Could Trump still win the presidency at this point? Here’s how likely he is to succeed

Following the release of 2005 tapes featuring Donald Trump boasting about sexual assault, a good amount of pundits went ahead and declared the race for Hillary Clinton, pointing out how Trump had essentially lost the vote of every woman and human being with a conscience. And anyone who knows how Trump operates can see the GOP nominee pretty much knows it’s a wrap too. He’s not admitting it, obviously, but he’s declaring everything is rigged as a preemptive defense mechanism to soften the blow of his apparently inevitably defeat come Nov. 8. That being said, could Trump still win the election? To celebrate dodging the apocalypse too early would be an awful, painful mistake to make, so let’s examine.

There are a couple ways to look at this, because national polls don’t matter near as much as specific states do, given our nation’s electoral college system. Statistical analysis outlets like FiveThirtyEight and news entities like The New York Times offer forecasts that look at a variety of factors, and namely assess numbers from critical battleground states, where the race is really competitive, all kinds of state-by-state estimates, and the statistical likelihood of one overall outcome or another.

The New York Times currently estimates Clinton has a 92 percent chance of coming out on top; FiveThirtyEight estimate is just a hair less solid, putting that number at 87.6 percent.

Candidates Hillary Clinton And Donald Trump Hold Second Presidential Debate At Washington University
CREDIT: Pool/Getty Images

The key is to look at battleground states like Nevada, North Carolina, and Ohio, as opposed to the deeply partisan likes of California or Florida. CNN notes that polling in these states from earlier this week is still uncomfortably tight. In Nevada, 46 percent of likely voters say they back Clinton, just 2 percent more than Trump’s 44 percent. North Carolina’s voters are pretty evenly split too, with Clinton holding 48 percent of likely voters to Trump’s 47 percent. Meanwhile, Trump maintains a small lead in Ohio at 48 percent to Clinton’s 44 percent.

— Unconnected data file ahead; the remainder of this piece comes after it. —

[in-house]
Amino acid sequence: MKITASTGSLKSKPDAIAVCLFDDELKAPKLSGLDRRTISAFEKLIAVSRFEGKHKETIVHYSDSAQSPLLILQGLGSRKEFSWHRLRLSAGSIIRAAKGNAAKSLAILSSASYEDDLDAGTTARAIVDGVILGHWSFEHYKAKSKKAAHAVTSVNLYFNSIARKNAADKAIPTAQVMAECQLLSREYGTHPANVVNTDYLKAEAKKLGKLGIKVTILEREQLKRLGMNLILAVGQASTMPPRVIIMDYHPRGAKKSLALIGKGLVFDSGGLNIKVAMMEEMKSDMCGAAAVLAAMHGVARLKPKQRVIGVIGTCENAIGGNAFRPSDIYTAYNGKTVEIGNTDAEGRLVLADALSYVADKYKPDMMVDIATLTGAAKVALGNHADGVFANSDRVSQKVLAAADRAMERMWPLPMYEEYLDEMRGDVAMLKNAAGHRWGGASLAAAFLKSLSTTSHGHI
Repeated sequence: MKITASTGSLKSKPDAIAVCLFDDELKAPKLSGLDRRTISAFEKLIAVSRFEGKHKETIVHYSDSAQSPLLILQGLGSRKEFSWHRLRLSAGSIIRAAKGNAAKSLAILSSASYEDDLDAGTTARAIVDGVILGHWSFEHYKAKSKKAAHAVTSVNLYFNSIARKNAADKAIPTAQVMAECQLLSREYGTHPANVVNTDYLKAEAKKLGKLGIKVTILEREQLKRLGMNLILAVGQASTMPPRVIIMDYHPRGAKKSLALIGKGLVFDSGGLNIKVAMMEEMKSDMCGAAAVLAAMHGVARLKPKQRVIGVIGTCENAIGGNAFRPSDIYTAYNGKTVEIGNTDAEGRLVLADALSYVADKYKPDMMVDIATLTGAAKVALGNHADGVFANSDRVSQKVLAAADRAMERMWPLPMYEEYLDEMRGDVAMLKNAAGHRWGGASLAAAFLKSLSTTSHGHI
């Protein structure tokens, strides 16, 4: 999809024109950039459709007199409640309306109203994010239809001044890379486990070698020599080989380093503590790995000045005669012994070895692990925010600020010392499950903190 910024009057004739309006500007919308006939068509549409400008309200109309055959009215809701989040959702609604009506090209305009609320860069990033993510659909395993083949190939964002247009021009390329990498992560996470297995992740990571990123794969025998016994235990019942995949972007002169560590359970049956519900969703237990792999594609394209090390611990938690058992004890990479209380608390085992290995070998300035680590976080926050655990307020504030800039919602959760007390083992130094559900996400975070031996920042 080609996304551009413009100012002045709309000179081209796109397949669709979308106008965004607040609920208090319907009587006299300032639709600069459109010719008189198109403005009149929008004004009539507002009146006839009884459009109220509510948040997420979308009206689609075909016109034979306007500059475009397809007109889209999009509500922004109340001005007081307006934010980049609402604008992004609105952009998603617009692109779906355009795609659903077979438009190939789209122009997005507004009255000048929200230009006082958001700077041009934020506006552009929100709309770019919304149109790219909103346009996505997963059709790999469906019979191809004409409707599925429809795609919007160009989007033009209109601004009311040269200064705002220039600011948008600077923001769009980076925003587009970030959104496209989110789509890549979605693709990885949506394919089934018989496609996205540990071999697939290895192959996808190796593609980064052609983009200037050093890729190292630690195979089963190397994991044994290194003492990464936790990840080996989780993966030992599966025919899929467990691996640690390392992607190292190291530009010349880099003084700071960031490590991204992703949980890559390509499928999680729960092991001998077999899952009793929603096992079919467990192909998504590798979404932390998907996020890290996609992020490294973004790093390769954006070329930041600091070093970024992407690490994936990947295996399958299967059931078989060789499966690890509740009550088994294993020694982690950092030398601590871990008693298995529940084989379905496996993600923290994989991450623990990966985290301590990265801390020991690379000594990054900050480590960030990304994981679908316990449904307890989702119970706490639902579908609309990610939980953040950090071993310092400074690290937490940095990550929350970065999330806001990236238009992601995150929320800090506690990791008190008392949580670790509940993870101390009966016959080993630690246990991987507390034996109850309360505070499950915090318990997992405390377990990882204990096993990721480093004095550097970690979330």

But just because it’s still anyone’s game within some states doesn’t at all mean it’s anyone’s game in the nation at large. Recent polling by Monmouth, for the first time since the 2005 tapes leaked, also indicates Trump has lost substantial ground among a crucial base: young men.

Back in September, Trump had a 44 to 29 percent lead among male voters under 50 years old. Clinton has since reversed this and seized a staggering 53 to 30 percent lead. You don’t have to be a woman, or even a father or husband as the ages of this demographic suggest, to realize that regarding women as objects wealthy men can “do anything” to is deeply, maddeningly fucked up. And frankly, so are all Trump’s other comments on Mexicans, Muslims, and African-Americans, but apparently, this 2005 leaked tape was all it took at the end of the day.

An average of national polls finds Clinton with her most sizable lead yet at 7 points, and some national polls show her with a lead as big as 11 points. Is Trump going to lose every single state? Unfortunately, no. But is he going to lose? Probably.

There is one slight hitch to this glorious sense of inevitability, though. The sense of inevitability itself can hold back some people from voting or give them the sense of safety to vote third party. The solution is to never shrug off your vote and assume it doesn’t matter because the outcome already appears to be set in stone. Things could turn out disastrously if everyone were to share that mentality.